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Review #1: Review by K.C. Finn

Reviewed By:

K.C. Finn

Review Rating:

5 Stars – Congratulations on your 5-star review!
Reviewed By K.C. Finn for Readers’ Favorite

What is and isn’t Working for the Alcoholic and Addict is a work of non-fiction presented by author and compiler Alberta Sequeira. Written ‘in their own words’, the volume covers the life stories and struggles of thirty-four different contributors, who each have an equally painful struggle with drug or alcohol addiction that they wish to convey, with the hope that it might help fellow addicts to turn their lives around. This is the case in many of the stories, and it also allows an insight into how the mind works differently during addiction, which may help friends and family to understand what’s going on.

Author and compiler Alberta Sequeira has taken on a big challenge to compile so many lives and so many twists and turns into one informative volume, but it has certainly paid off. I liked the organization of the work and the decisions made to tell the stories in a particular order, which gives great variety to the experiences and the types of people that we meet on the reading journey. The voices are distinct and not over-edited, so the work feels genuine and very helpful in its raw, unfiltered format. There are moments that are sure to bring a tear to some eyes, but there is also an overwhelming message of hope that such terrible addictions can and will be overcome. Overall, What is and isn’t Working for the Alcoholic and Addict is an important read for anyone touched by these issues.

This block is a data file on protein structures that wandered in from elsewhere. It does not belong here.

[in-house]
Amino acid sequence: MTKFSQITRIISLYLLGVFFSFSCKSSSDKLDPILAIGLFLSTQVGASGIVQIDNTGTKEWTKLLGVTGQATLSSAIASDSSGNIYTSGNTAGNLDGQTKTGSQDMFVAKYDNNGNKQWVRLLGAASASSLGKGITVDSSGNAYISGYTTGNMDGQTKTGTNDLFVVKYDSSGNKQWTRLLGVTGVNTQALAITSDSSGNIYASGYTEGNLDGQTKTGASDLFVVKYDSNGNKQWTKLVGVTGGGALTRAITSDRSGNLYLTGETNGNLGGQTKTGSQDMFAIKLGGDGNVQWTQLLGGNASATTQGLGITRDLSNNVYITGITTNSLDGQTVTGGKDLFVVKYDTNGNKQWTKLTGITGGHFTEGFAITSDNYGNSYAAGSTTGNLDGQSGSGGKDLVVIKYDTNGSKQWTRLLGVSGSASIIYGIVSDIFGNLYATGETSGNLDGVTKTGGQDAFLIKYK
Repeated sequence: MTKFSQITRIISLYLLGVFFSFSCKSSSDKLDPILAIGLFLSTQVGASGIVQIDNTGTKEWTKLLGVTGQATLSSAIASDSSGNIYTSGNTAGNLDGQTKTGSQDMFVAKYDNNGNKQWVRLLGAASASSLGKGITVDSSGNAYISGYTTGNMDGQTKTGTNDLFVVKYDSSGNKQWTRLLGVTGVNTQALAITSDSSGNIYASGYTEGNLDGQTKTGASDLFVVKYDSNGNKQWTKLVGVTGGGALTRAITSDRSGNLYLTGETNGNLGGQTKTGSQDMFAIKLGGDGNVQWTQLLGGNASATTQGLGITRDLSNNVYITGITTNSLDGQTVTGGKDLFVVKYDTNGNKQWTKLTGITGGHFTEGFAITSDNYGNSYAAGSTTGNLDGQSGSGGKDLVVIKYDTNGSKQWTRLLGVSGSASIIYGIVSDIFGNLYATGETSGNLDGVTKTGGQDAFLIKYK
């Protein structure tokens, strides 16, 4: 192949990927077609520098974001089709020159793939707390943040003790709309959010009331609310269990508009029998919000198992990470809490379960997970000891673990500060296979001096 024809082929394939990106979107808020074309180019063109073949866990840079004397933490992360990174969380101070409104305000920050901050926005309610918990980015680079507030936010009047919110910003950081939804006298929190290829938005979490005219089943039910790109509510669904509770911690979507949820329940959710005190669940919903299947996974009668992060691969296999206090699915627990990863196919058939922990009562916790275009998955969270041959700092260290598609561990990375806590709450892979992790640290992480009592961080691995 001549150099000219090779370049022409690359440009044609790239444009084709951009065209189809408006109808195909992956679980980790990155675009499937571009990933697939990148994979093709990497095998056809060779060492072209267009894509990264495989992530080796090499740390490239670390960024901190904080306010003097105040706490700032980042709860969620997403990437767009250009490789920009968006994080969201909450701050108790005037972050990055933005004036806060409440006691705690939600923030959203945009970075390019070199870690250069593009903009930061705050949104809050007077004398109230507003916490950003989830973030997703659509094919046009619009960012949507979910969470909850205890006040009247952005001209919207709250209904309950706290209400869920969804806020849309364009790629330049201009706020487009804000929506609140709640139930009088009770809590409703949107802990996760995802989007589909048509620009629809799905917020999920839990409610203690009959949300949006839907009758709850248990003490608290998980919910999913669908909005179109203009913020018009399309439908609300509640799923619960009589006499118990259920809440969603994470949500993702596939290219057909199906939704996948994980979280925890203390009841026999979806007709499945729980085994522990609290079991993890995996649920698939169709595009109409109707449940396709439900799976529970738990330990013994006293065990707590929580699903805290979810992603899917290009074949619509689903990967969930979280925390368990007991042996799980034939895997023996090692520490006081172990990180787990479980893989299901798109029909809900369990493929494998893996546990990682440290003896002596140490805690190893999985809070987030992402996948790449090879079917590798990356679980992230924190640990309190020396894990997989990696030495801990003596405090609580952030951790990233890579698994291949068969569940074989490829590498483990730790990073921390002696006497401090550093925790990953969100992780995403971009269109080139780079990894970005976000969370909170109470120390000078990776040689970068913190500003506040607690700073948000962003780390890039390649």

Purchase at


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Book Signing

Steve invited you to Local author series – Steven Manchester
Let Steve know if you can make it.

Steve Manchester

Local author, Steven Manchester, will be in the Great Ponds Gallery at the Lakeville Public Library for a book talk and signing of his most recent novel, Bread Bags & Bullies: Surviving the 80s.

Thursday, February 6, 2020 at 6:30 PM
Lakeville Public Library
4 Precinct St, Lakeville, MA 02347
Phone: (508) 947-9028

Interview with Sheriff Thomas Hodgson

This is my interview with Sheriff Thomas Hodgson from The Bristol County Correctional office at 400 Faunce Corner, North Dartmouth, Massachusetts. The first half hour is about my life with the last half hour talking to the women inmates at the jail. 

I can be reached at: [email protected]
My website for the addicted with choices is:
For my writers and followers to become authors:

Purchase my books at

Podcast with Alberta Sequeira

I had a Podcast being interviewed by Joyce Walsh (one of the women in my author's group) in October and it came out November 1st.  Go to and key in or try clicking on the title below.  I was at the radio show Chart Productions in Braintree.  This show goes internationally.  
Go to and key in ...‎Mysteries, Myths & More on Apple Podcasts › podcast › mysteries-myths-more


Podcast with Alberta Sequeira